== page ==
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April 21, 2024
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Tissue Engineering: An Emerging Area For Textiles As Biomaterials

Tissue engineering is a scientific field that refers to the practice of combining scaffolds, cells and biologically active molecules to form functional tissues.  The knowledge from this area can be used to facilitate clinical procedures involving repair of damaged tissues and organs. In addition to natural biomaterials, which include collagen, gelatin, silk protein-based biomaterials or cellulose-, glucose-, chitosan polysaccharide-based biomaterials, synthetic materials like bio-textiles have attracted great attention as potential fabrication methods for engineered tissue constructs. Some examples of the commercial bio-textiles in the market include Tigr Matrix, Ultrapro, and Intergard, which are used to treat pelvic organ prolapse, hernia, and vascular diseases. Generally, bio-textiles can be divided into four categories: synthetic, hydrogel-based, natural, and composite fibres.

1.       Synthetic fibres are used in vascular prosthesis, cartilage scaffolds, and tissue-engineered bladder due to their high mechanical strength and controllable surface morphology, which can help in a better interaction of the material with the host tissue. Micro and nano synthetic fabricated fibres have the ability to mimic the intricate fibrillar microstructure of the natural extracellular matrix (ECM). The fibrous synthetic fibres can be fabricated through electrospinning or blow spinning. These methods are advantageous for fabricating cardiovascular or skin scaffolds where mechanical strength is required. However, synthetic fibres lack the ability to encapsulate cells.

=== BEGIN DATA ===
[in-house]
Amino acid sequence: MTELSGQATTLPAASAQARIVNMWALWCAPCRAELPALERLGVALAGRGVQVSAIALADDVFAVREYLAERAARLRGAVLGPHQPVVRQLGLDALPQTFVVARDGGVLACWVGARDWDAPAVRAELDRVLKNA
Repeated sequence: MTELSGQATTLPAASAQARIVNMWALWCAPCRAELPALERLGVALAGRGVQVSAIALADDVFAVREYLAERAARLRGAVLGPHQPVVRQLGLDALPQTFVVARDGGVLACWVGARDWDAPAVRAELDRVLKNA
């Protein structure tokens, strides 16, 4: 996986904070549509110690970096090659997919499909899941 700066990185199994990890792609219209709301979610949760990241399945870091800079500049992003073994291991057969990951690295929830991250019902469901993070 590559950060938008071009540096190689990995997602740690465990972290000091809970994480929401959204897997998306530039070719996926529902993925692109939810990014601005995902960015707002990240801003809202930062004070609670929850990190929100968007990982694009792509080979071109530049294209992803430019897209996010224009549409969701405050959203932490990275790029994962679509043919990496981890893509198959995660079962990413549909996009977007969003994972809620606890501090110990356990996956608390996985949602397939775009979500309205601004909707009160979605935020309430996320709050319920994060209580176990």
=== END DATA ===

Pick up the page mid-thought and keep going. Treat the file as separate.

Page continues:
2.      Hydrogel based fibres find their application in soft tissue engineering, drug delivery, and implantable sensors. Hydrogels are 3D polymeric structures capable of collapsing and re-swelling in response to different environmental stimuli in vivo, such as pH, temperature, electric fields, and enzyme substrates. These materials provide a viable and nurturing environment for the cells to grow and proliferate. Wet spinning and microfluidic spinning are two approaches through which hydrogel-based fibres can be fabricated. Microfluidic spinning generally offers better control over fibre shape and size compared to wetspinning.

3.      Natural fibres like protein or polysaccharide-based fibres are highly biocompatible and degrade into harmless products inside the body. Collagen threads used for degradable sutures can be manufactured by wet-spinning or melt-spinning methods. Chitosan with anti-bacterial properties is used in drug delivery and wound healing applications. These fibres are usually fabricated using wet-spinning or electrospinning methods. Another example is the use of silk fibroin (SF) yarns processed into weft-knitted fabrics spaced by a monofilament of polyethylene terephthalate (PET) to treat bone loss in the craniofacial complex.

4.      Composite fibres are a combination of two or more constituent materials. Each constituent part of the composite material remains distinct and serves a specific function. In hybrid systems, on the other hand, the constituents can be mixed throughout the construct. The combination typically results in improved strength, toughness and stiffness of the biomaterial.

Read more on https://www.technicaltextile.net

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